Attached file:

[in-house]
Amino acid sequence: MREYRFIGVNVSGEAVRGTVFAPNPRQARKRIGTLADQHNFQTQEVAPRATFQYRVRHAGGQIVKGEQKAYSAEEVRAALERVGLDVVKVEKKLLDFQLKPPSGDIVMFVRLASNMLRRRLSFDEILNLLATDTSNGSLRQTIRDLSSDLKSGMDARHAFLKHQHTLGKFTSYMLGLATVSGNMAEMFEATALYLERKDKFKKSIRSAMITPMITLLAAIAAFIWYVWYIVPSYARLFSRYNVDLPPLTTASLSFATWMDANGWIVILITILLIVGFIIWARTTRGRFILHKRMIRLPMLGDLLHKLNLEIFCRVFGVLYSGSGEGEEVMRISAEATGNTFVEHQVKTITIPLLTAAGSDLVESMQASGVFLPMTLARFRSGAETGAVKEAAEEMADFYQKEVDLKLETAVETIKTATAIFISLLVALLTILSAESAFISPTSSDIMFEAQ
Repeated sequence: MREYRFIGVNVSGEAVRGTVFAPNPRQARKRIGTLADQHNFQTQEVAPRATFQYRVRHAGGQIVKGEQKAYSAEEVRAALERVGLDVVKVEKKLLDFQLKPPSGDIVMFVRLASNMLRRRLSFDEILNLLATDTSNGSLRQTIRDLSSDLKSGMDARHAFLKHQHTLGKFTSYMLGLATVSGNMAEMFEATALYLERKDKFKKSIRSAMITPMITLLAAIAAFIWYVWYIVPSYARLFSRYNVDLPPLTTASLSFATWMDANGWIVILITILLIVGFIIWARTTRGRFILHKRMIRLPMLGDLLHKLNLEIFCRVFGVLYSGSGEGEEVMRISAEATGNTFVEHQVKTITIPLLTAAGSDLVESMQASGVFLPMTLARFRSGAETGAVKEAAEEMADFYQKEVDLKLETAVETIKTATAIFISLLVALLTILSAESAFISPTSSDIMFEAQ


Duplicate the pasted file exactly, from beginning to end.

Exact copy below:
[in-house]
Amino acid sequence: MREYRFIGVNVSGEAVRGTVFAPNPRQARKRIGTLADQHNFQTQEVAPRATFQYRVRHAGGQIVKGEQKAYSAEEVRAALERVGLDVVKVEKKLLDFQLKPPSGDIVMFVRLASNMLRRRLSFDEILNLLATDTSNGSLRQTIRDLSSDLKSGMDARHAFLKHQHTLGKFTSYMLGLATVSGNMAEMFEATALYLERKDKFKKSIRSAMITPMITLLAAIAAFIWYVWYIVPSYARLFSRYNVDLPPLTTASLSFATWMDANGWIVILITILLIVGFIIWARTTRGRFILHKRMIRLPMLGDLLHKLNLEIFCRVFGVLYSGSGEGEEVMRISAEATGNTFVEHQVKTITIPLLTAAGSDLVESMQASGVFLPMTLARFRSGAETGAVKEAAEEMADFYQKEVDLKLETAVETIKTATAIFISLLVALLTILSAESAFISPTSSDIMFEAQ
Repeated sequence: MREYRFIGVNVSGEAVRGTVFAPNPRQARKRIGTLADQHNFQTQEVAPRATFQYRVRHAGGQIVKGEQKAYSAEEVRAALERVGLDVVKVEKKLLDFQLKPPSGDIVMFVRLASNMLRRRLSFDEILNLLATDTSNGSLRQTIRDLSSDLKSGMDARHAFLKHQHTLGKFTSYMLGLATVSGNMAEMFEATALYLERKDKFKKSIRSAMITPMITLLAAIAAFIWYVWYIVPSYARLFSRYNVDLPPLTTASLSFATWMDANGWIVILITILLIVGFIIWARTTRGRFILHKRMIRLPMLGDLLHKLNLEIFCRVFGVLYSGSGEGEEVMRISAEATGNTFVEHQVKTITIPLLTAAGSDLVESMQASGVFLPMTLARFRSGAETGAVKEAAEEMADFYQKEVDLKLETAVETIKTATAIFISLLVALLTILSAESAFISPTSSDIMFEAQ